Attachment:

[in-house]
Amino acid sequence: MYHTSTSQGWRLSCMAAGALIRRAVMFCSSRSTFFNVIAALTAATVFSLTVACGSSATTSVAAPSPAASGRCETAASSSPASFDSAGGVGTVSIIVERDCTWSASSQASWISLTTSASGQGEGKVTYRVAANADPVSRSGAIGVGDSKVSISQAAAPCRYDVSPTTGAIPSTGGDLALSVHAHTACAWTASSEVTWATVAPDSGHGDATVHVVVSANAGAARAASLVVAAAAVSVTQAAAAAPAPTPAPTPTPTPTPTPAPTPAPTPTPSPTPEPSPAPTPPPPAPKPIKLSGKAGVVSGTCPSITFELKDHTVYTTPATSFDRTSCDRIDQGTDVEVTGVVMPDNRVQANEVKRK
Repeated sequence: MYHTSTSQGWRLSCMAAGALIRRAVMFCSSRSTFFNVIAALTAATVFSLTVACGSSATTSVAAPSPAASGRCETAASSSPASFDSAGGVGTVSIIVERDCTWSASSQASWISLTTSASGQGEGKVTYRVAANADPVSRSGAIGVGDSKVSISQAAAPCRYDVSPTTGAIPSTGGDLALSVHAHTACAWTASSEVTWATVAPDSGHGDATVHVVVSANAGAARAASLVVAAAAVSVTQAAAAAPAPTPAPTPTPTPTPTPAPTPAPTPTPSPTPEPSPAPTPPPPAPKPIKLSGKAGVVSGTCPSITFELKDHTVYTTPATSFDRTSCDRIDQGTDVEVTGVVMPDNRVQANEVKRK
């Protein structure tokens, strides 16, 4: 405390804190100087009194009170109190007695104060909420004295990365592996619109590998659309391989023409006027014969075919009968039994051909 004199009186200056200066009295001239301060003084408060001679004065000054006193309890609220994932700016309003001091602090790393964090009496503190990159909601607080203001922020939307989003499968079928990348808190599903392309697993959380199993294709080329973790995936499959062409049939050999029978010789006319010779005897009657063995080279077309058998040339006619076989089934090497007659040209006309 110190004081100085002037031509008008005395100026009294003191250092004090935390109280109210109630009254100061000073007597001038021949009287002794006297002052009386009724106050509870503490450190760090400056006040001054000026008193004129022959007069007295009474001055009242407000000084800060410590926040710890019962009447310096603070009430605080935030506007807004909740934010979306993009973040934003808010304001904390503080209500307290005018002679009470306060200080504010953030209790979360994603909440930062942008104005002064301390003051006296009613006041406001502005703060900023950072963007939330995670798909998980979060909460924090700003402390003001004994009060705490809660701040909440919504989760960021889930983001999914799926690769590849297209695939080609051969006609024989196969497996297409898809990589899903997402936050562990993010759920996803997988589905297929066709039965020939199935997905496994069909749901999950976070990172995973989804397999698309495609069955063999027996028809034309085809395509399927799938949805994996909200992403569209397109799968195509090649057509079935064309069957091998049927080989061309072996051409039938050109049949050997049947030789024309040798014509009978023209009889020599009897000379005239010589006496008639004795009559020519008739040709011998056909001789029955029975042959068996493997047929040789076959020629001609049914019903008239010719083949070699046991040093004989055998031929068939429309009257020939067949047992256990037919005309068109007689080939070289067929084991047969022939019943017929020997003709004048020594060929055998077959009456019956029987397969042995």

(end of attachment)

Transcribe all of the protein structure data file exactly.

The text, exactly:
[in-house]
Amino acid sequence: MYHTSTSQGWRLSCMAAGALIRRAVMFCSSRSTFFNVIAALTAATVFSLTVACGSSATTSVAAPSPAASGRCETAASSSPASFDSAGGVGTVSIIVERDCTWSASSQASWISLTTSASGQGEGKVTYRVAANADPVSRSGAIGVGDSKVSISQAAAPCRYDVSPTTGAIPSTGGDLALSVHAHTACAWTASSEVTWATVAPDSGHGDATVHVVVSANAGAARAASLVVAAAAVSVTQAAAAAPAPTPAPTPTPTPTPTPAPTPAPTPTPSPTPEPSPAPTPPPPAPKPIKLSGKAGVVSGTCPSITFELKDHTVYTTPATSFDRTSCDRIDQGTDVEVTGVVMPDNRVQANEVKRK
Repeated sequence: MYHTSTSQGWRLSCMAAGALIRRAVMFCSSRSTFFNVIAALTAATVFSLTVACGSSATTSVAAPSPAASGRCETAASSSPASFDSAGGVGTVSIIVERDCTWSASSQASWISLTTSASGQGEGKVTYRVAANADPVSRSGAIGVGDSKVSISQAAAPCRYDVSPTTGAIPSTGGDLALSVHAHTACAWTASSEVTWATVAPDSGHGDATVHVVVSANAGAARAASLVVAAAAVSVTQAAAAAPAPTPAPTPTPTPTPTPAPTPAPTPTPSPTPEPSPAPTPPPPAPKPIKLSGKAGVVSGTCPSITFELKDHTVYTTPATSFDRTSCDRIDQGTDVEVTGVVMPDNRVQANEVKRK
């Protein structure tokens, strides 16, 4: 405390804190100087009194009170109190007695104060909420004295990365592996619109590998659309391989023409006027014969075919009968039994051909 004199009186200056200066009295001239301060003084408060001679004065000054006193309890609220994932700016309003001091602090790393964090009496503190990159909601607080203001922020939307989003499968079928990348808190599903392309697993959380199993294709080329973790995936499959062409049939050999029978010789006319010779005897009657063995080279077309058998040339006619076989089934090497007659040209006309 110190004081100085002037031509008008005395100026009294003191250092004090935390109280109210109630009254100061000073007597001038021949009287002794006297002052009386009724106050509870503490450190760090400056006040001054000026008193004129022959007069007295009474001055009242407000000084800060410590926040710890019962009447310096603070009430605080935030506007807004909740934010979306993009973040934003808010304001904390503080209500307290005018002679009470306060200080504010953030209790979360994603909440930062942008104005002064301390003051006296009613006041406001502005703060900023950072963007939330995670798909998980979060909460924090700003402390003001004994009060705490809660701040909440919504989760960021889930983001999914799926690769590849297209695939080609051969006609024989196969497996297409898809990589899903997402936050562990993010759920996803997988589905297929066709039965020939199935997905496994069909749901999950976070990172995973989804397999698309495609069955063999027996028809034309085809395509399927799938949805994996909200992403569209397109799968195509090649057509079935064309069957091998049927080989061309072996051409039938050109049949050997049947030789024309040798014509009978023209009889020599009897000379005239010589006496008639004795009559020519008739040709011998056909001789029955029975042959068996493997047929040789076959020629001609049914019903008239010719083949070699046991040093004989055998031929068939429309009257020939067949047992256990037919005309068109007689080939070289067929084991047969022939019943017929020997003709004048020594060929055998077959009456019956029987397969042995």